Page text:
The seminar is an international online event focused on exploring the theoretical foundations of interpretable and explainable AI. Its goal is to exchange ideas and form a supportive community for those interested in the topic.

Practicalities

Organizers:

Schedule

2024/2025

October 10 Ulrike von Luxburg ...
Abstract

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September 5 Lesia Semenova ...
Abstract

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2023/2024

July 11 Sanjoy Dasgupta Recent progress on interpretable clustering
Abstract

The widely-used k-means procedure returns k clusters that have arbitrary convex shapes. In high dimension, such a clustering might not be easy to understand. A more interpretable alternative is to constrain the clusters to be the leaves of a decision tree with axis-parallel splits; then each cluster is a hyper-rectangle given by a small number of features. Is it always possible to find clusterings that are intepretable in this sense and yet have k-means cost that is close to the unconstrained optimum? A recent line of work has answered this in the affirmative and moreover shown that these interpretable clusterings are easy to construct. I will give a survey of these results: algorithms, methods of analysis, and open problems.

June 20 Blair Bilodeau Impossibility Theorems for Feature Attribution
Abstract

Despite a sea of interpretability methods that can produce plausible explanations, the field has also empirically seen many failure cases of such methods. In light of these results, it remains unclear for practitioners how to use these methods and choose between them in a principled way. In this paper, we show that for moderately rich model classes (easily satisfied by neural networks), any feature attribution method that is complete and linear—for example, Integrated Gradients and SHAP—can provably fail to improve on random guessing for inferring model behaviour. Our results apply to common end-tasks such as characterizing local model behaviour, identifying spurious features, and algorithmic recourse. One takeaway from our work is the importance of concretely defining end-tasks: once such an end-task is defined, a simple and direct approach of repeated model evaluations can outperform many other complex feature attribution methods. Paper: https://arxiv.org/abs/2212.11870

Video recording
May 7 Hidde Fokkema Attribution-based Explanations that Provide Recourse Cannot be Robust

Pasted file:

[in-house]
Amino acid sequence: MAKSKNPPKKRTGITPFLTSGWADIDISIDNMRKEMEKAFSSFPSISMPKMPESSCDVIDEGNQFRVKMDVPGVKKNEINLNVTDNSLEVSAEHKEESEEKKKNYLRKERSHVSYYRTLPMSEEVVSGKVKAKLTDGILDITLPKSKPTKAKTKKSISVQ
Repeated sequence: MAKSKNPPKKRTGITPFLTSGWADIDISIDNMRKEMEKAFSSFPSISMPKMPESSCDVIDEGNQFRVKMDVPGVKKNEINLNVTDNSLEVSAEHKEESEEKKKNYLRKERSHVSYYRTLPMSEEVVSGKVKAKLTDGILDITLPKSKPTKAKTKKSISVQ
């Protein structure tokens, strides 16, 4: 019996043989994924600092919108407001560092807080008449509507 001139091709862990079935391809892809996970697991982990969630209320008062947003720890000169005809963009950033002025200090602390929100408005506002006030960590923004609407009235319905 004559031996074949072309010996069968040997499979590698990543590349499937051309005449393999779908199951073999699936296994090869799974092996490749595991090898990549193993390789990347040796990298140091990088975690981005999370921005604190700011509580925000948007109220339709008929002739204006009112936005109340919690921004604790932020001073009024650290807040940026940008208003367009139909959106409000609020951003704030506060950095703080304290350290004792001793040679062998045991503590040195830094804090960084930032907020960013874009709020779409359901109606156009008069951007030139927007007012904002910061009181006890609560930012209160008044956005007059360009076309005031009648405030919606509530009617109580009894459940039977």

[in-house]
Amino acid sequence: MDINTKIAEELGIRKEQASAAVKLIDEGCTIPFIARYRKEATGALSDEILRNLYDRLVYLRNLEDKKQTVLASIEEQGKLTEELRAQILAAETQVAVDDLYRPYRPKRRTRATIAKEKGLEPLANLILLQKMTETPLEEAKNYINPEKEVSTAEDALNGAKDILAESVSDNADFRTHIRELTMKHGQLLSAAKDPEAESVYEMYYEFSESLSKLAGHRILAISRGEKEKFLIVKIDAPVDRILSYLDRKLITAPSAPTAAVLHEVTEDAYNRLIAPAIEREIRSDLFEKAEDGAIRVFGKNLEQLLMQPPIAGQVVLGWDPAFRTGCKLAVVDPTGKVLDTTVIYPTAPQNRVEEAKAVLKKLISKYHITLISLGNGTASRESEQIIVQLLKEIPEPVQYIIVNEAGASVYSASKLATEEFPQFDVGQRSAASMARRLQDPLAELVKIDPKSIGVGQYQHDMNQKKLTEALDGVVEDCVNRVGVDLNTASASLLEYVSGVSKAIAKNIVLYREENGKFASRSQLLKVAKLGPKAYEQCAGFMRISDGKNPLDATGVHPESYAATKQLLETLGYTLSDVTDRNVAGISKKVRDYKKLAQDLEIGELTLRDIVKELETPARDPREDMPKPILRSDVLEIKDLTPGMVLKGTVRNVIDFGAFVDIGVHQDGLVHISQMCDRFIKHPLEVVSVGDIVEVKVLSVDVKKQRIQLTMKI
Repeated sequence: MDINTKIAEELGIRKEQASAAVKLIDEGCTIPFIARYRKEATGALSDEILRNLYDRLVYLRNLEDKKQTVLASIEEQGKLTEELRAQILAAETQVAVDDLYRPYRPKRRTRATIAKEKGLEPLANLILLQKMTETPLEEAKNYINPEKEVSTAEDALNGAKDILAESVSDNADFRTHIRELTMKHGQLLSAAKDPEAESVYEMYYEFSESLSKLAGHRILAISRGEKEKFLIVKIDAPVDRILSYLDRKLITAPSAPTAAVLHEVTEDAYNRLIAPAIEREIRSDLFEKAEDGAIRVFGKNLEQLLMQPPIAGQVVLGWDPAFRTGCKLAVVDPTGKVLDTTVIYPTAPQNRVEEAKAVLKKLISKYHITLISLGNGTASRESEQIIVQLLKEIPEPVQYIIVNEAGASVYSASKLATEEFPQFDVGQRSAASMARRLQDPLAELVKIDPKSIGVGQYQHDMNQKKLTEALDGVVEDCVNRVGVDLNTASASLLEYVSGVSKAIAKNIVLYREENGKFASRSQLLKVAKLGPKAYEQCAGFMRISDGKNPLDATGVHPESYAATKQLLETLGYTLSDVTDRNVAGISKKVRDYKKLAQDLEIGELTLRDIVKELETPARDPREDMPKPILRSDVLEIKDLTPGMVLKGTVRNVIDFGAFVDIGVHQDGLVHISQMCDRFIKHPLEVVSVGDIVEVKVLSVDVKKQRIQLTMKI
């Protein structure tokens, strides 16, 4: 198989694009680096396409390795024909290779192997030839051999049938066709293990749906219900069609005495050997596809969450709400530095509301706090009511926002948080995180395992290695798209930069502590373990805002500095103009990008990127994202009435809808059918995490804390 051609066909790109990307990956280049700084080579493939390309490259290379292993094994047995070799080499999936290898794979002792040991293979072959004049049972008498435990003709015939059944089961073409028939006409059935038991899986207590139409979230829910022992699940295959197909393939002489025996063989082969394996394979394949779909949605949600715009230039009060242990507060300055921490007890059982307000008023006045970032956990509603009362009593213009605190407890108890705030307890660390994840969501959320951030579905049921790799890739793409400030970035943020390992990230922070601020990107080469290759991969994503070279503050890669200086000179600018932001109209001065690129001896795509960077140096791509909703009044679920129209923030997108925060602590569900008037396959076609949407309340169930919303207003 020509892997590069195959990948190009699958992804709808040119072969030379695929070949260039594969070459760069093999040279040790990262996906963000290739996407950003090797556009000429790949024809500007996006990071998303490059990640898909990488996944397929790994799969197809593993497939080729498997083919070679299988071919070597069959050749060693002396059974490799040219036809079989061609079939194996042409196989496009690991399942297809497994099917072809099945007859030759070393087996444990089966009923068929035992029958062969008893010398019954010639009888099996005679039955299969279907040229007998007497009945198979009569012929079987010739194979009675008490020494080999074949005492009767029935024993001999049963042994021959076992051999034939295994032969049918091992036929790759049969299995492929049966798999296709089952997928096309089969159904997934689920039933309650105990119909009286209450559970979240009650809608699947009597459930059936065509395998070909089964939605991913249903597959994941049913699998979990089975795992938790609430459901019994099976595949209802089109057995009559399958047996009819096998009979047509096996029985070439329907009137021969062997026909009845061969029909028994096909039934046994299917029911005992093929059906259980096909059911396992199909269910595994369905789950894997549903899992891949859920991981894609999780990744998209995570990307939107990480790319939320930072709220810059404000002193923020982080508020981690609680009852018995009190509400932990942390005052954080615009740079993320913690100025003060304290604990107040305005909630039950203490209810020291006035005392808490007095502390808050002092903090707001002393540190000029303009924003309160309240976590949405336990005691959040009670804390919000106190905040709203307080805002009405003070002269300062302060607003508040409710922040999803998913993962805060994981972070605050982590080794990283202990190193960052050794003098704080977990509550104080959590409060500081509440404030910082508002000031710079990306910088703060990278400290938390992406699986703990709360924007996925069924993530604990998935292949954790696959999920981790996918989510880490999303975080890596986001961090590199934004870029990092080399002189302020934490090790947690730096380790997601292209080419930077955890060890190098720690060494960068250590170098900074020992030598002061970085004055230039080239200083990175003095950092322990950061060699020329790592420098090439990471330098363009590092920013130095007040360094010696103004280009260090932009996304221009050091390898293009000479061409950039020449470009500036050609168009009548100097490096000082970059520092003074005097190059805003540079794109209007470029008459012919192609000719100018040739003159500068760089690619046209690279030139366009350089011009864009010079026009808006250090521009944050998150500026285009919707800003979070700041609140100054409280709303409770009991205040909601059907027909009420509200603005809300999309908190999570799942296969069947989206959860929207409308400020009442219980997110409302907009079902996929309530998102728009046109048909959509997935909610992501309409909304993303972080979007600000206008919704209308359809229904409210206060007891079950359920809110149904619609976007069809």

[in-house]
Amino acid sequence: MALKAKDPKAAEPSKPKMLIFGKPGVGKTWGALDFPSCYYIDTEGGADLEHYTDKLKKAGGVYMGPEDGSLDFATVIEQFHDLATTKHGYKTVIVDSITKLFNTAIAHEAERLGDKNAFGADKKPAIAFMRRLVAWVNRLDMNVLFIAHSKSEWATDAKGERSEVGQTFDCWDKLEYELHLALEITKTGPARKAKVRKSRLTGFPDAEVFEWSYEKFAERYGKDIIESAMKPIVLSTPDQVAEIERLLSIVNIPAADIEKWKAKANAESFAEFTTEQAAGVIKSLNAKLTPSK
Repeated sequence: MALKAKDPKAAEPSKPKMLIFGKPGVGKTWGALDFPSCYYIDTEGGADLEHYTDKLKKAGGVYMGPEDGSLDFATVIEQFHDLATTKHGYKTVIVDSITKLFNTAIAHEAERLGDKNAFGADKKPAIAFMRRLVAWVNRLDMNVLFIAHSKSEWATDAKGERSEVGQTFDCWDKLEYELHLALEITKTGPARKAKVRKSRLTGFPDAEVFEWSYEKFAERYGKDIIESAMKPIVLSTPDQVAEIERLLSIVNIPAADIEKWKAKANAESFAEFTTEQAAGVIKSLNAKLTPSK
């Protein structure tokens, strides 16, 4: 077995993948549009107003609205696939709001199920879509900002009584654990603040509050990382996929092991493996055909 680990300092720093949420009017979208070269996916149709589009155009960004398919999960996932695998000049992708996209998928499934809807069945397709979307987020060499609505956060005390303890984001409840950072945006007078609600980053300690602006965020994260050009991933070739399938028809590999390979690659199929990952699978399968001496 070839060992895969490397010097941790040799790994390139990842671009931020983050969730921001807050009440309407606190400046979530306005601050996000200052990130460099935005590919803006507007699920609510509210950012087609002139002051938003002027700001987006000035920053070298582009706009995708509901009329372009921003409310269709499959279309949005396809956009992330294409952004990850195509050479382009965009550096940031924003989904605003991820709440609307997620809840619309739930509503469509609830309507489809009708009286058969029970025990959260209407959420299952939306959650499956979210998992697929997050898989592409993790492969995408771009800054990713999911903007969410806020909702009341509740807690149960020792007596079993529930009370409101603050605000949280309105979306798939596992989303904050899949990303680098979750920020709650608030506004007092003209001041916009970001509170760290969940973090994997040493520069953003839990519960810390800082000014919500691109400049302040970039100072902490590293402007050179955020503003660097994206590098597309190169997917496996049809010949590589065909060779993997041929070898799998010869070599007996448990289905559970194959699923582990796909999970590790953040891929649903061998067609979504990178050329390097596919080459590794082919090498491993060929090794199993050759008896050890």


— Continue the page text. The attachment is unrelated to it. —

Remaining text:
Abstract

Since most machine learning systems are not inherently interpretable, a class of explainable machine learning methods try to attribute importance of the input features to the outcome of the model. We show that two often proposed requirements of good attribution-based explanations are actually mathematically incompatible. The first requirement is to provide recourse to users: if the user is unhappy with the decision, the explanation should tell them what they would need to change to improve the decision. The second requirement is robustness: small changes in a user's features (e.g. due to rounding or measurement errors) should not cause large changes in the explanations. We show that no method can always provide recourse and be robust, even though both properties can be guaranteed individually. For some restricted set of models, it is still possible for an attribution method to be robust and provide recourse and I will discuss some examples where this occurs. However, the message will be that these classes are often simple enough that they do not warrant an explanation. I will further illustrate our findings with counterexamples to at least one of the requirements for popular explanation methods like SHAP, LIME, Integrated Gradients and SmoothGrad.
This talk is based on joint work with Rianne de Heide and Tim van Erven.
Paper: https://jmlr.org/papers/v24/23-0042.html

Video recording
April 4 Damien Garreau A Sea of Words: An In-Depth Analysis of Anchors for Text Data
Abstract

Anchors (Ribeiro et al., 2018) is a post-hoc, rule-based interpretability method. For text data, it proposes to explain a decision by highlighting a small set of words (an anchor) such that the model to explain has similar outputs when they are present in a document. In this talk, I will present a first attempt to theoretically understand Anchors, considering that the search for the best anchor is exhaustive. I will give explicit results on shortcut models and linear models when the vectorization step is TF-IDF, and word replacement is a fixed out-of-dictionary token.
Paper: https://proceedings.mlr.press/v206/lopardo23a.html